Elephant's Child posted these words for writing prompts this week and while I wasn't initially inspired, I'm trying to work through the slow start and explore, experiment, write regardless...
Whew. Okay I can't figure out the formatting for the prompt words but at least I got this workin' normal!
Michael huddled near the center of his brilliant orange, leaf thin, six hundred dollar aerodynamic tent. The wind howled and screamed as if a troop of ghouls haunted the mountainside. The designer jacket designed to resist Neptune's more than frigid temperatures was zipped past his chin, the thickly woven, tight fitting cap pulled down low on his brown underneath the fur lined hood. His undefended fingers clutched a thin mountaineering manual as the roaring of his heart drowned out the winds.
What the hell had he been thinking? Didn't that salesman have an obligation not to encourage inexperienced idiots from climbing big mountains? Wasn't there some seminar about watching out for those middle-aged divorcees? Something about brotherhood and "doing the right thing?" No. Apparently there were pats on the back and employee of the month placards for every wardrobe foisted upon a man in crisis.
He shook his head and scoffed at a sketch of a model mountaineer glissading in textbook fashion on the crinkled page. "Ain't no way..." he grumbled, then grinned. Yes, he was an idiot for buying all this gear. Yes, he was inexperienced and definitely the runt of the rag tag group of eight climbers. Yes, he didn't think he could summit, but another yes whispered in the back of his cranium: "Yes, I've made it this far."
Michael had been lost in a moment of awe the morning before, staring up at the mountain. His gear was crisp, clean, bright, and new; everyone else in the climbing party looked decidedly worn. They hustled and joked, stashing energy bars and strapping on packs while he mooned at the snowy peak. Despite his greenhorn status they had welcomed him, encouraged him, told him it was a good mountain to start out with. "You can climb her 10 times and enjoy every one but you'll never forget your first," crooned a thin woman with graying temples and fuzzy curls, a perfectly timed wink and nudge of her elbow in his side had elicited appreciative laughter from the rest of the group. They had all climbed this peak multiple times, and then there was Michael.
He was a fit person but not the type of active that actively scrambles up cliff sides or the type that enjoys the feeling of nature invading his personal space. Nature was for inspirational posters and fantasy movie sets. He would happily run half the day away downtown beside the pigeons and homeless camps before frolicking in the snow or mashing unknown biological mush into the tread of his shoes. Lifting weights, not packs, was his type of workout.
Less than a week prior he had suddenly kissed those pigeons and concrete trails goodbye. Finalizing his divorce in a veneered labyrinth thirty six stories above the city did something to him. He stumbled onto the sidewalk and wandered for twenty minutes, finally finding himself at the local outdoor gear retailer saying he wanted to climb a mountain. Four hours and too much money later he was packing his bags and preparing to drive to the hills.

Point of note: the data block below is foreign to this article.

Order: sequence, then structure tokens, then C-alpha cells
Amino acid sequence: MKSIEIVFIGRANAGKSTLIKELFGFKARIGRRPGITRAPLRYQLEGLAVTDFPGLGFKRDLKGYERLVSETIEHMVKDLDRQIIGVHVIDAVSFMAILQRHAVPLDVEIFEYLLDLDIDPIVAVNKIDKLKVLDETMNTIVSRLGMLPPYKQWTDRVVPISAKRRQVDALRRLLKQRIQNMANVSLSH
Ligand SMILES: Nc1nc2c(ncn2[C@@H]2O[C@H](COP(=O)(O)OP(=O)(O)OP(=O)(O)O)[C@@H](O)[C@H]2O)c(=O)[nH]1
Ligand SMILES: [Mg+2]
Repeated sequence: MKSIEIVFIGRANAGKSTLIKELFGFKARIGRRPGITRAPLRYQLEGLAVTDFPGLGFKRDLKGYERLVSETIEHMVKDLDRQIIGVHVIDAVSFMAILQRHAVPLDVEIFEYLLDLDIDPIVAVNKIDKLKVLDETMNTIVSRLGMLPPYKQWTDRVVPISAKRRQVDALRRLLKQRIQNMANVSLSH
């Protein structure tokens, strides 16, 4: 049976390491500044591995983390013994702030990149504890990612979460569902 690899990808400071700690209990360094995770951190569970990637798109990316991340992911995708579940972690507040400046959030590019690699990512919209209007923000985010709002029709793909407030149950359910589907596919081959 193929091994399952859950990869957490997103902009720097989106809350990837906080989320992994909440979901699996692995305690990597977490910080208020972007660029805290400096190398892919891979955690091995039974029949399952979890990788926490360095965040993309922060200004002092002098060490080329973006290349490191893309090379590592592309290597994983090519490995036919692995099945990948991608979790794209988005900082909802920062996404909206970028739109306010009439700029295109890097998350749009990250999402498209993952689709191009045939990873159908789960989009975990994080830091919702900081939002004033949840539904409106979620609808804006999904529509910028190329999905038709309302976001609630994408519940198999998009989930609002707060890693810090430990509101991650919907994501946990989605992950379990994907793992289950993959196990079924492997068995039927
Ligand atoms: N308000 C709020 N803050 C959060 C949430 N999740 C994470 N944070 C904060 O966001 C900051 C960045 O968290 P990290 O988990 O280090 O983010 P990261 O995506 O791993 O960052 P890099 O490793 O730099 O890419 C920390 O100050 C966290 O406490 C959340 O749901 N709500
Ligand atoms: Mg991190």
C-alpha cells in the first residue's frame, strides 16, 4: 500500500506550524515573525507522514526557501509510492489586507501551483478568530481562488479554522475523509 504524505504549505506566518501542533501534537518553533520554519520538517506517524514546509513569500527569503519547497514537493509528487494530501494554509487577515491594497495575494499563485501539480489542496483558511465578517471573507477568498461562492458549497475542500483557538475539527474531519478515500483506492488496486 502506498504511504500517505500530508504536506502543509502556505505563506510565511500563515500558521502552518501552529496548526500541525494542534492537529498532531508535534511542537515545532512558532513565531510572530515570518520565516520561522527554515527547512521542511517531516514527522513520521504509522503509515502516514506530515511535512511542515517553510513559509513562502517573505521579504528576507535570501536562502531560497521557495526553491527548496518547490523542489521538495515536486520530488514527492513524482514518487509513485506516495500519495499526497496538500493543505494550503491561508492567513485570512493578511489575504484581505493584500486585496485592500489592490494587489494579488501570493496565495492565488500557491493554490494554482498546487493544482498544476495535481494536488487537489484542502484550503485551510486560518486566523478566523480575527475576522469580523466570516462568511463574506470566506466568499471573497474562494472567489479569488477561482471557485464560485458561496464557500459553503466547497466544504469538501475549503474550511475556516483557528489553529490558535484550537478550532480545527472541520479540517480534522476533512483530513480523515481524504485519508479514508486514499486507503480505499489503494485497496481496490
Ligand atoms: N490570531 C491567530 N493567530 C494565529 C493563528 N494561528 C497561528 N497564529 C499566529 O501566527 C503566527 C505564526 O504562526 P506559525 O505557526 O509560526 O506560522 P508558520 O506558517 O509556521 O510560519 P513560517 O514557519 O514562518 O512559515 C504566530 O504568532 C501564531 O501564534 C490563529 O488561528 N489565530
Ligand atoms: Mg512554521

"Oh yeah, just drive out to Beckett and you'll be able to find a guide and climbing crew no prob." They were right and now he was over halfway to a peak he'd only seen from the tops of skyscrapers on a clear day.
Halfway. A shiver slithered under Michael's layers and he laughed in a moment of bewilderment. He was on the side of a mountain and he had walked, climbed, dragged himself there of his own accord. There was a long way to go, no doubt, but as he smiled in satisfaction a hint of joy weaseled into his thoughts. He began wondering at the feelings summiting would bring; joy, relief, wonder, pride, and maybe empowerment? The endorphins and tall tale to tell were one thing, but regaining a sense of control over his life was what he really craved.
Michael felt the warmth of embarrassment rush to his stubbled cheeks at finding himself thousands of feet above sea level on a mountainside in freezing temperatures looking for a sense of control. No books. No internet search engines. No beers with his father at their favorite tavern. He was a rogue agent. "What the hell, seems like I got better shot here than a damned studio apartment." Mashing the manual into his pack he wriggled into his sleeping bag, snapped off the micro LED light attached to a net dangling from the roof of the tent and laid back in the deepest dark he'd ever experienced.
"It's always darkest before the dawn," he whispered into the polyester dome half covering his face before closing his eyes, unsure if the moisture he felt were tears or condensation from the hot breath pressed to his face.
Super hard to get this done today but I'm glad that I did. In other news, the cheesecake was a success AND I remembered to take pictures. I will post that all tomorrow.
Mood: still low, still tired, still trudging.